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First AT setup questions-

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Re: First AT setup questions-

Postby Damien Gildea » Thu Sep 29, 2011 12:47 am

ExcitableBoy wrote:
Autoxfil wrote:
ExcitableBoy wrote:
bdynkin wrote:And to re-iterate what Autoxfill stated in his very informative post: only Silvretta 404 and 500 series bindings can be used with climbing boots.

That is not entirely correct. Older Silveretta binders (I have 400), Ramers, and a few other binders made specifically for approaching can be used with climbing boots.


Yes, note that I said "only releasable bindings currently produced".

Apologies, that is an important distinction to make. I just read the exerpt.


I think to help clear things up for the OP:
- Silvretta Pure can be used with many climbing boots - if they have a good toe and heel lip - but they won't lateral-release climbing boots, so it's a safety issue more so than 'compatibility'. Whereas when you fall in 500 (wire toe bail) they release your boot sideways at the heel. I have used both Pure and 500 and 555 on various climbing boots. Pures are light for a traditional-style AT binding but early (red toe) models had breakage problems.
- Fritschi Diamirs fit some climbing boots, but not all. They are popular, but heavy for mainly approaches and easy skiing and have the release/safety issue as above.
- In some of these bindings the toe lip may fit but the heel may not, if the boot sole is too thick/high at the back.
- Dynafit are much lighter but you need compatible boots, that have the holes for the pins. ie. not climbing boots.
- Learning to ski anywhere off-piste is not recommended, and certainly not in climbing boots. Learn to ski, with lessons, in hired DH gear, then try hired AT gear, then decide what you want to do.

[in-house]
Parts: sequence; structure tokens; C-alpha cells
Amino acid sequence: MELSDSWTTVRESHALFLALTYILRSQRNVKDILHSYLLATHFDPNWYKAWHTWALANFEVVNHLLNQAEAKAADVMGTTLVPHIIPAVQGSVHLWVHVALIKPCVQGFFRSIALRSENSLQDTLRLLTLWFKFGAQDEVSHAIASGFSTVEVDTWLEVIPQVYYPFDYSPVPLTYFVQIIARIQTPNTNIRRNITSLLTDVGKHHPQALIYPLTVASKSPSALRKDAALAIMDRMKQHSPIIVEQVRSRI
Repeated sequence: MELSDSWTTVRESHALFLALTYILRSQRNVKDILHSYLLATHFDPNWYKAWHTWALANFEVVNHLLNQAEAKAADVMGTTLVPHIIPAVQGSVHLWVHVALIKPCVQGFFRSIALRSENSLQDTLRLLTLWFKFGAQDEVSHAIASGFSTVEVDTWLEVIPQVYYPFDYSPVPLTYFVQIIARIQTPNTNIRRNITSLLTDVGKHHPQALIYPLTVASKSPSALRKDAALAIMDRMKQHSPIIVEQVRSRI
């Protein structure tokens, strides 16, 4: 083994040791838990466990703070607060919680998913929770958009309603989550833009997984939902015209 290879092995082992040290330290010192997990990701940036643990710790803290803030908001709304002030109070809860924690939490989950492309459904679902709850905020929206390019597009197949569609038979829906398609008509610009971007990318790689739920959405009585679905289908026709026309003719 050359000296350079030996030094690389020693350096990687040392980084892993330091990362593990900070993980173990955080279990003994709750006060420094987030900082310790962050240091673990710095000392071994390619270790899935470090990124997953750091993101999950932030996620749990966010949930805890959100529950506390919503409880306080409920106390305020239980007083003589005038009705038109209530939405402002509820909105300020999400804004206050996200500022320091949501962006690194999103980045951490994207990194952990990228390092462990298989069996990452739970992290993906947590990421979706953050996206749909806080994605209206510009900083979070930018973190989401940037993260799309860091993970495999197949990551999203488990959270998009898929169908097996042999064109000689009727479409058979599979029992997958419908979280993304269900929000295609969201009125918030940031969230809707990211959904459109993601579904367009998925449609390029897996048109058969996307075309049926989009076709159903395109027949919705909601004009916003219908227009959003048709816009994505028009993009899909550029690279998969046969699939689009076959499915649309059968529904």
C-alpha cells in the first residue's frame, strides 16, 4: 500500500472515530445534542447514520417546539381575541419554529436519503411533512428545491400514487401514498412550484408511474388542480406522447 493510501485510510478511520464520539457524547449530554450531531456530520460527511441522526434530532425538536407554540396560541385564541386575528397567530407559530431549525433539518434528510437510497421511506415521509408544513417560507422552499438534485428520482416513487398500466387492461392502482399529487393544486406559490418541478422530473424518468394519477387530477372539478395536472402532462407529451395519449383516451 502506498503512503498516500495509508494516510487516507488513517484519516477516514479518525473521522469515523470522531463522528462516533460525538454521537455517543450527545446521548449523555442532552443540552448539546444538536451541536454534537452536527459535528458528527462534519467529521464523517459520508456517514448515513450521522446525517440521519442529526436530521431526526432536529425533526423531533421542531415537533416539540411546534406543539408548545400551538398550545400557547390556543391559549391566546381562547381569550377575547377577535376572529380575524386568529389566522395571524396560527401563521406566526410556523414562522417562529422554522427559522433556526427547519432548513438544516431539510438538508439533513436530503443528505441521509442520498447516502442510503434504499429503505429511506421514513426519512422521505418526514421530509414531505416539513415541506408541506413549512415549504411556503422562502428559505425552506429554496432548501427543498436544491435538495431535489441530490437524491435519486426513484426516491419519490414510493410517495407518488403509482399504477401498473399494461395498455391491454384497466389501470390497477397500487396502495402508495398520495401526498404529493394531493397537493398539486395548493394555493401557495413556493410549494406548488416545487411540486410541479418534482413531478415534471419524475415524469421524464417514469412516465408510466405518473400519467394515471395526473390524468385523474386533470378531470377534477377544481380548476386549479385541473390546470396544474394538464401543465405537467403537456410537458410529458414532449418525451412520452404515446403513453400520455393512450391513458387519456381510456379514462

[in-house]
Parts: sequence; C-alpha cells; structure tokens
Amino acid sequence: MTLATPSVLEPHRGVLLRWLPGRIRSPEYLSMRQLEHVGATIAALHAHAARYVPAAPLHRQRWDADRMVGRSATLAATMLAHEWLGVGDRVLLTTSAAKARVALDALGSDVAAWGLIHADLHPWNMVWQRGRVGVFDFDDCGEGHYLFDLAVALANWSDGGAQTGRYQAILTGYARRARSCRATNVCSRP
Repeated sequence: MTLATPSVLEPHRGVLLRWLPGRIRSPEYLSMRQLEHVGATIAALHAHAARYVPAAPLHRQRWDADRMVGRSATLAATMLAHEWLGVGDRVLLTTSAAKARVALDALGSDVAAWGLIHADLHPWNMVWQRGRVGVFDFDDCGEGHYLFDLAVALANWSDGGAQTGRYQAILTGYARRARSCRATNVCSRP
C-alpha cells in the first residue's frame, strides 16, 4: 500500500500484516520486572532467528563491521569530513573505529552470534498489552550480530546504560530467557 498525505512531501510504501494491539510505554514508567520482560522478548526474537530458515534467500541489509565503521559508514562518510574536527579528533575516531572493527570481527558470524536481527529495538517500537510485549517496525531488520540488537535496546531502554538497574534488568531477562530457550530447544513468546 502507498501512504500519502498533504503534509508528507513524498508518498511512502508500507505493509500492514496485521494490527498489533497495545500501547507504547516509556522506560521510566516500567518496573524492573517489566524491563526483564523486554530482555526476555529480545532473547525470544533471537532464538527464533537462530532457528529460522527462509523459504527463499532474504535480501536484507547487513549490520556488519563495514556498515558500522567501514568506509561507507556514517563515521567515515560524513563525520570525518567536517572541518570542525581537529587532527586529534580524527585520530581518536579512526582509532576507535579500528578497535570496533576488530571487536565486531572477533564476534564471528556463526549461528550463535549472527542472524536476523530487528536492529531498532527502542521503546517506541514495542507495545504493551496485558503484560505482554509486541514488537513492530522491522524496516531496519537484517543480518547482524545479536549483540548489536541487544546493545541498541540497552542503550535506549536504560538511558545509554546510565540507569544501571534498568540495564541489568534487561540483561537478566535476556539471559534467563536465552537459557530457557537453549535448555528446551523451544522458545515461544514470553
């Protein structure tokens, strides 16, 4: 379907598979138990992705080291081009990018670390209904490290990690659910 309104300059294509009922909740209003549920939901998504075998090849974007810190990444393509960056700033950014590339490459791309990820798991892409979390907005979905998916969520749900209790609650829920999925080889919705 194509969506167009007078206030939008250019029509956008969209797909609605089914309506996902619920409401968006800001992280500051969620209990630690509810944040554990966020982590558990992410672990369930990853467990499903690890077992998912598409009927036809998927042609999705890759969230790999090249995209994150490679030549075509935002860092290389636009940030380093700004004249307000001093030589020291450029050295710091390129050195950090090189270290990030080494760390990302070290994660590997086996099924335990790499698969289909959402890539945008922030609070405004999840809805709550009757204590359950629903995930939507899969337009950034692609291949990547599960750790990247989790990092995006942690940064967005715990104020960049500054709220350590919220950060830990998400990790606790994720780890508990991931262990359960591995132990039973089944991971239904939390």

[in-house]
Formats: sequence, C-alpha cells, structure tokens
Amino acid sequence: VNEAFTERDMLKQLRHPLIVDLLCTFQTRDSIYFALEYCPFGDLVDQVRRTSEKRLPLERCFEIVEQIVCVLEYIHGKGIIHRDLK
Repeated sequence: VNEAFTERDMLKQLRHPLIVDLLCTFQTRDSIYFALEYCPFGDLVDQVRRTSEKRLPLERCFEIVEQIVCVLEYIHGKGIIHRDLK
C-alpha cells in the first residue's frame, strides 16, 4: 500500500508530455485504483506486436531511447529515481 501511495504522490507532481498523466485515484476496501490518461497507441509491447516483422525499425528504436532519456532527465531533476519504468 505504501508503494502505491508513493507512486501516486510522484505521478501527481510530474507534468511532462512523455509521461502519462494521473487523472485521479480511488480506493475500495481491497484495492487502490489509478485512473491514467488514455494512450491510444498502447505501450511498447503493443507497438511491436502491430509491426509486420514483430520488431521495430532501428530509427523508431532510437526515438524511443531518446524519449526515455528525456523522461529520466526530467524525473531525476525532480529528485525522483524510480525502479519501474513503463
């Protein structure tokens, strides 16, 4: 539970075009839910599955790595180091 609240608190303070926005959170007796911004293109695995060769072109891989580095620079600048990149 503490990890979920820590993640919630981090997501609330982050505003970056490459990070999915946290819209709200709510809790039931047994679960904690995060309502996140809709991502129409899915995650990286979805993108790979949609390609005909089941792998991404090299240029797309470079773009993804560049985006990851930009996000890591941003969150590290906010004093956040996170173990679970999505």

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Re: First AT setup questions-

Postby AlexeyD » Fri Sep 30, 2011 5:14 pm

Damien Gildea wrote:Learning to ski anywhere off-piste is not recommended, and certainly not in climbing boots. Learn to ski, with lessons, in hired DH gear, then try hired AT gear, then decide what you want to do.


Don't know a whole lot about AT, but I definitely second that thought. Bdynkin might say that he's not much of a skier, but the fact is that he's been doing it (albeit very infrequently) for 20-plus years on regular downhill setup. That is completely different from someone who has never skied before! At the very least, you want to be able to get to the point where you are able to make quick turns, stop, etc., be comfortable on a variety of terrain (including ice, powder, moguls), and do all this with minimal falling. Learning all this in the backcountry, on an AT setup, and in climbing boots would be like driving for the first time ever in the middle of Manhattan. I understand that resort skiing is expensive, etc., but so is AT gear, and if you try doing it without having any knowledge of how to ski in general, you have a good chance of either injuring yourself or destroying your gear, or both - all of which will end up costing a lot more than a few tickets at the local ski hill and some rental gear.
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Re: First AT setup questions-

Postby RickF » Mon Oct 03, 2011 9:10 am

Spatula,

You mention that you've been boarding. If you're already comfortable and skilled manuvering a board you might want to consider the split board option. If you haven't seen or heard about them, Split boards are snow baords that separate down the middle lengthwise and get fitted with climbing skins for ascending. Then with the skins removed, they're re-joined for the descent. That way you can immediately crossover and apply your boarding experence in the backcountry. and you don't need as stiff of a boot for boarding. If you decide to go with A/T skis I agree with the other posters who have recommended getting lots of laps at a resort on DH or A/T before taking skis into the backcountry.